It’s natural that Clinton picked up this crime bill as a major social initiative, not only for a kind of ugly political reason–namely, that it’s easy to whip up hysteria about it–but also because it reflects the general point of view of the so-called New Democrats, the business-oriented segment of the Democratic Party to which Clinton belongs.
David: What are your views on capital punishment?
Noam: It’s a crime. I agree with Amnesty International on that one, and indeed with most of the world. The state should have no right to take people’s lives.
Here are other excerpts:
Noam: On the other hand, the idea that corporations don’t ask for government help is a joke! They demand an extraordinary amount of government intervention. That’s largely what the whole Pentagon system is about.
Huge industries were spawned, and are maintained, by massive government intervention. Many corporations couldn’t survive without it. The public also provides the basic technology–metallurgy, avionics, or whatever–via the public subsidy system.
The same is true just across the board. You can hardly find a functioning sector of the US manufacturing or service economy which hasn’t gotten that way and isn’t sustained by government intervention.
David: I was struck by an article in the New York Times whose headline was, “Nation considers means to dispose of its plutonium.” So the nation has to figure out how to dispose of what was essentially created by private capital.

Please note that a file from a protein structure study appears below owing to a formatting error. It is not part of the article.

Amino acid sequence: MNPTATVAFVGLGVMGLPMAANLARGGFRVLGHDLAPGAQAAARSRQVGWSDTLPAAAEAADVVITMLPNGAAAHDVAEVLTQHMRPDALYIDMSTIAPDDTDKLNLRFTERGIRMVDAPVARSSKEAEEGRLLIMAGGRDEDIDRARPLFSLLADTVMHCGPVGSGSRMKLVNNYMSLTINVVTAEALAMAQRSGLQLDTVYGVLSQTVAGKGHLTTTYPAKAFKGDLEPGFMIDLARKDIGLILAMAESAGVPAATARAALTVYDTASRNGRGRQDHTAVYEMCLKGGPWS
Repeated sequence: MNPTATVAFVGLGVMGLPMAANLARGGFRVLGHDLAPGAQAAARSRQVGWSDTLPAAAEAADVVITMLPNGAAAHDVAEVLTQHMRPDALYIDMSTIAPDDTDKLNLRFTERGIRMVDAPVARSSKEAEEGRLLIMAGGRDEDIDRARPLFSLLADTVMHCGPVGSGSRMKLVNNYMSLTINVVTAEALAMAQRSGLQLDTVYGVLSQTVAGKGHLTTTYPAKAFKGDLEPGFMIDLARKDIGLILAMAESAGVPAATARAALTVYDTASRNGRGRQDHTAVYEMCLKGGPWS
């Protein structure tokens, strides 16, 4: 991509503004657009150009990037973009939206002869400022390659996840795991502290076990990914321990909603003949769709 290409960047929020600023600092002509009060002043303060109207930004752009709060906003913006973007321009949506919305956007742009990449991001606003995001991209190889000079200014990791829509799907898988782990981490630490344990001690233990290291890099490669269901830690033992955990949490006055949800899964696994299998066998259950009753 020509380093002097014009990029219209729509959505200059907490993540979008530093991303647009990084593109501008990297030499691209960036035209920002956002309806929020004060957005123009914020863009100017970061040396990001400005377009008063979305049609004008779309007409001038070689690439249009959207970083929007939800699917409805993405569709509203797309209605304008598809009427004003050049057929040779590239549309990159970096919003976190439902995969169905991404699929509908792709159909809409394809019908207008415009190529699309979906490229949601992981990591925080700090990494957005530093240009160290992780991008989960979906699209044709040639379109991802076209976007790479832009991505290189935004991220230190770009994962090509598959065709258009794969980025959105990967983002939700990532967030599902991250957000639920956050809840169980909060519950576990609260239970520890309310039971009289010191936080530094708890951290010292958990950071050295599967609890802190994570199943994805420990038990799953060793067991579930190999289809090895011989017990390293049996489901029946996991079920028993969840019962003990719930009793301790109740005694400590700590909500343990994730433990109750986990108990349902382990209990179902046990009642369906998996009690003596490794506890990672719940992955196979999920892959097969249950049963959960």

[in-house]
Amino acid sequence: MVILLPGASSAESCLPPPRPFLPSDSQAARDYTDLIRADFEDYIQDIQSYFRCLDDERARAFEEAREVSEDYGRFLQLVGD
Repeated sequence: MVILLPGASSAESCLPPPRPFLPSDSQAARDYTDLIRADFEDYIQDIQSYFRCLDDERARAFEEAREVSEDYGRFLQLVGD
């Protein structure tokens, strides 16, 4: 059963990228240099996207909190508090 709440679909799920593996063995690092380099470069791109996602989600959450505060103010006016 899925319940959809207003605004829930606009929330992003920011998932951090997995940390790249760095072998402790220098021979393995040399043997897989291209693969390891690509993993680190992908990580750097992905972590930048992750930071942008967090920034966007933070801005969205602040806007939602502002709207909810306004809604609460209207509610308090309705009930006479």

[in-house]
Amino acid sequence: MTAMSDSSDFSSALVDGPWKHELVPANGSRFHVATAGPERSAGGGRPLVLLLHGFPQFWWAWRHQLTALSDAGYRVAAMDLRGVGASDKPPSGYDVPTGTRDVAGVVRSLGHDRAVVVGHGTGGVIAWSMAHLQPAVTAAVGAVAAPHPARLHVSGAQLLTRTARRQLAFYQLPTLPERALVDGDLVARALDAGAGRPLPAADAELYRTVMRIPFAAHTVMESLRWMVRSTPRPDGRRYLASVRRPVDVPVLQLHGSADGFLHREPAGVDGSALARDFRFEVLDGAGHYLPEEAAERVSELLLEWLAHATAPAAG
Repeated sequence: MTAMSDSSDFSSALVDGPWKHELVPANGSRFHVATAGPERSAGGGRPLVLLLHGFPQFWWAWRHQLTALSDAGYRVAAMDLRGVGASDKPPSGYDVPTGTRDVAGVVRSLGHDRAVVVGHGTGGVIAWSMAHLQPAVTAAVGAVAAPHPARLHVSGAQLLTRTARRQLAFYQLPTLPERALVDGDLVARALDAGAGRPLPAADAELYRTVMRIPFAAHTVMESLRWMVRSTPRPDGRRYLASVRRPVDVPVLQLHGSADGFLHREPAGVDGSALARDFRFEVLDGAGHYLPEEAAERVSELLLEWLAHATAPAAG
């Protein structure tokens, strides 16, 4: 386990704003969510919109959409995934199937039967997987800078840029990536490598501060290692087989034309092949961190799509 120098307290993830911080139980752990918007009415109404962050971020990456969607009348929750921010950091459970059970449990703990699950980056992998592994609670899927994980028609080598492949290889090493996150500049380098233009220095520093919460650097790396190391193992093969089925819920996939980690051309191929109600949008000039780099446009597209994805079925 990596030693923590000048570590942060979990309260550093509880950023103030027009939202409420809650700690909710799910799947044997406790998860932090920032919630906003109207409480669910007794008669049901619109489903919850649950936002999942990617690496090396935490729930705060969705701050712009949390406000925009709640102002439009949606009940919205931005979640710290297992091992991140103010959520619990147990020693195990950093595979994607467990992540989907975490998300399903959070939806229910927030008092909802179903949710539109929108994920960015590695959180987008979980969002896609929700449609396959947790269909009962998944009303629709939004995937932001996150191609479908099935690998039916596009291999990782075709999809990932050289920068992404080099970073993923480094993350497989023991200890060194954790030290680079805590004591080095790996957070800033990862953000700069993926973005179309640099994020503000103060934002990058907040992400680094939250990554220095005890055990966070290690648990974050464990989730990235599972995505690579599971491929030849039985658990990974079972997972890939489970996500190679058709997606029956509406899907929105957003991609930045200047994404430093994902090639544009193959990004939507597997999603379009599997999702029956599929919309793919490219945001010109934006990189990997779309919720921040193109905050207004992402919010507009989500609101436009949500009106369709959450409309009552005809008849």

Noam: That’s the familiar idea that profits are privatized but costs are socialized. The costs are the nation’s, the people’s, but the profits weren’t for the people, nor did they make the decision to produce plutonium in the first place, nor are they making the decisions about how to dispose of it, nor do they get to decide what ought to be a reasonable energy policy.
Radio Listener: On the issue of gun control, I believe that the US is becoming much more like a Third World country, and nothing is necessarily going to put a stop to it. I look around and see a lot of Third World countries where, if the citizens had weapons, they wouldn’t have the government they’ve got. So I think that maybe people are being a little short-sighted in arguing for gun control and at the same time realizing that the government they’ve got is not exactly a benign one.
Noam: Your point illustrates exactly what I think is a major fallacy. The government is far from begign–that’s true. On the other hand, it’s at least partially accountable, and it can become as benign as we make it.
What’s not benign (what’s extremely harmful in fact) is something you didn’t mention–business power, which is highly concentrated, and by now, largely transnational. Business power is very far from benign and it’s completely unaccountable. It’s a totalitarian system that has an enormous effect on our lives. It is also the main reason why the government isn’t benign.
As for guns being the way to respond to this, that’s outlandish. First of all, this is not a weak Third World country. If people have pistols, the government has tanks. If people get tanks, the government has atomic weapons. There’s no way to deal with these issues by violent force, even if you think that that’s morally legitimate.
Guns in the hands of American citizens are not going to make the country more benign. They’re going to make it more brutal, ruthless and destructive.
Cheers to us who are die hard believers of the American model. Cheers to us!